Dallas’ Forensic Evidence Auto Recovery task force will deliver its first DNA samples next week to the lab as part of a study using genetic evidence to catch thieves involved in car theft rings, reports the Dallas Morning News. “Hopefully, within a couple of months, we’ll get some results from the crime lab and start matching DNA to people,” said Sgt. David Landry.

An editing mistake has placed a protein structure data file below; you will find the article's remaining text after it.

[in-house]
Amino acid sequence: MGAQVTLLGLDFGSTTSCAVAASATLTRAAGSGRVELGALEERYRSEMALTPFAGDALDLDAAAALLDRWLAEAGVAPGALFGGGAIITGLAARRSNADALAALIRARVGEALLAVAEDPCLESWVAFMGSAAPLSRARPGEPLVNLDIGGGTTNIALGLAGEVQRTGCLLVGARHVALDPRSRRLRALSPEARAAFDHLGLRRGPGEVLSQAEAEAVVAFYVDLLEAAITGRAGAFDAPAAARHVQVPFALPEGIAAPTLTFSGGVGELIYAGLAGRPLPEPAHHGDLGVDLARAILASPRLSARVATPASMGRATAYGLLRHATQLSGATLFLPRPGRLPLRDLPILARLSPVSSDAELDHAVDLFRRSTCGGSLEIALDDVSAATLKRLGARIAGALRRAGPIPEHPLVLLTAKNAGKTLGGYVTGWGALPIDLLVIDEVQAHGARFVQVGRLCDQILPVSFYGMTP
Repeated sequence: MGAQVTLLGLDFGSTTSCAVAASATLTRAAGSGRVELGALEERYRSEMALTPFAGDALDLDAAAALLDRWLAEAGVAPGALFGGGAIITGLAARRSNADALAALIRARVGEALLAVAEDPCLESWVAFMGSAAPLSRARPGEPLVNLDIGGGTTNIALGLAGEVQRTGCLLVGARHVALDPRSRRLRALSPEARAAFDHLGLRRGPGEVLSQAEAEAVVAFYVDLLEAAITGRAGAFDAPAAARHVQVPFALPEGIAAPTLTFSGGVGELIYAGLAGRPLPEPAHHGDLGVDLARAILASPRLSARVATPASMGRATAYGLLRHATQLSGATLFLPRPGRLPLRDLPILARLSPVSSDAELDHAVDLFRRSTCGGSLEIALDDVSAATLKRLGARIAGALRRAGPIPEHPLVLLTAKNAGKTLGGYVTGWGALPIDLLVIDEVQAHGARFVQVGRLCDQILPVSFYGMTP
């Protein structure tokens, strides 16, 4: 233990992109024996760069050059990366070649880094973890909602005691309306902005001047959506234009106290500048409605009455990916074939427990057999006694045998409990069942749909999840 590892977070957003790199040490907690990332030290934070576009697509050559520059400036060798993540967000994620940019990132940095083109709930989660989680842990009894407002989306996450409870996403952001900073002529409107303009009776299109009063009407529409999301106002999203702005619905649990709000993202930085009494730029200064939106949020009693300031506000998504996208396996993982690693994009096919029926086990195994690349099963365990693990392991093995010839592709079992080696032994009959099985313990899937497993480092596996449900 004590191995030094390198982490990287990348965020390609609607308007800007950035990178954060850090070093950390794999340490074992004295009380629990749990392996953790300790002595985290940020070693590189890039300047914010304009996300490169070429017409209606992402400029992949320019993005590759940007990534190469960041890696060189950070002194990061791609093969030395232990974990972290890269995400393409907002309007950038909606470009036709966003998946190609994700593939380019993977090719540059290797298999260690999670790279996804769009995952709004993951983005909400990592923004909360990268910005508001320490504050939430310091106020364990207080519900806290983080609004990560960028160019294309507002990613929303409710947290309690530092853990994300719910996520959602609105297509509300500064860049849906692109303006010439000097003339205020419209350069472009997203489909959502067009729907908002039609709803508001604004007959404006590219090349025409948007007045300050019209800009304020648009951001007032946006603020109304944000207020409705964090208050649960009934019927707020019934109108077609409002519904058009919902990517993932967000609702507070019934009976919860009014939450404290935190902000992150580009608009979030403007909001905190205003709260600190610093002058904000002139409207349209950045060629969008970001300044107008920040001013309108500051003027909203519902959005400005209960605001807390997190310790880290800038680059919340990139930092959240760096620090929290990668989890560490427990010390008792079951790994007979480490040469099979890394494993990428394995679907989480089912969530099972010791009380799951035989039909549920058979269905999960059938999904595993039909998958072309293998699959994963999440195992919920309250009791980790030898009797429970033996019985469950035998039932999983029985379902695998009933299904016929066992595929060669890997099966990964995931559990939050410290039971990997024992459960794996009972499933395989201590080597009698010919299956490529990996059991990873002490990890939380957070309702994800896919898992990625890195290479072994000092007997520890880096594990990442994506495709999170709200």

The efforts by Dallas police and the Dallas County district attorney’s office are funded by a $500,000 grant from the National Institute of Justice. The study will examine how cost-effective it is to use DNA to solve auto thefts. A higher percentage of crimes solved would mean it’s more effective. New York police are also participating in the study. Police and prosecutors are targeting auto theft rings, not cars that were simply taken for joyriding. The cars tested for DNA probably will have been stripped for parts. By aiming for theft rings, prosecutors can charge participants with engaging in organized crime. In 2008, Dallas police solved nearly 11 percent of the 12,000 car thefts, slightly below the national average of 13 percent.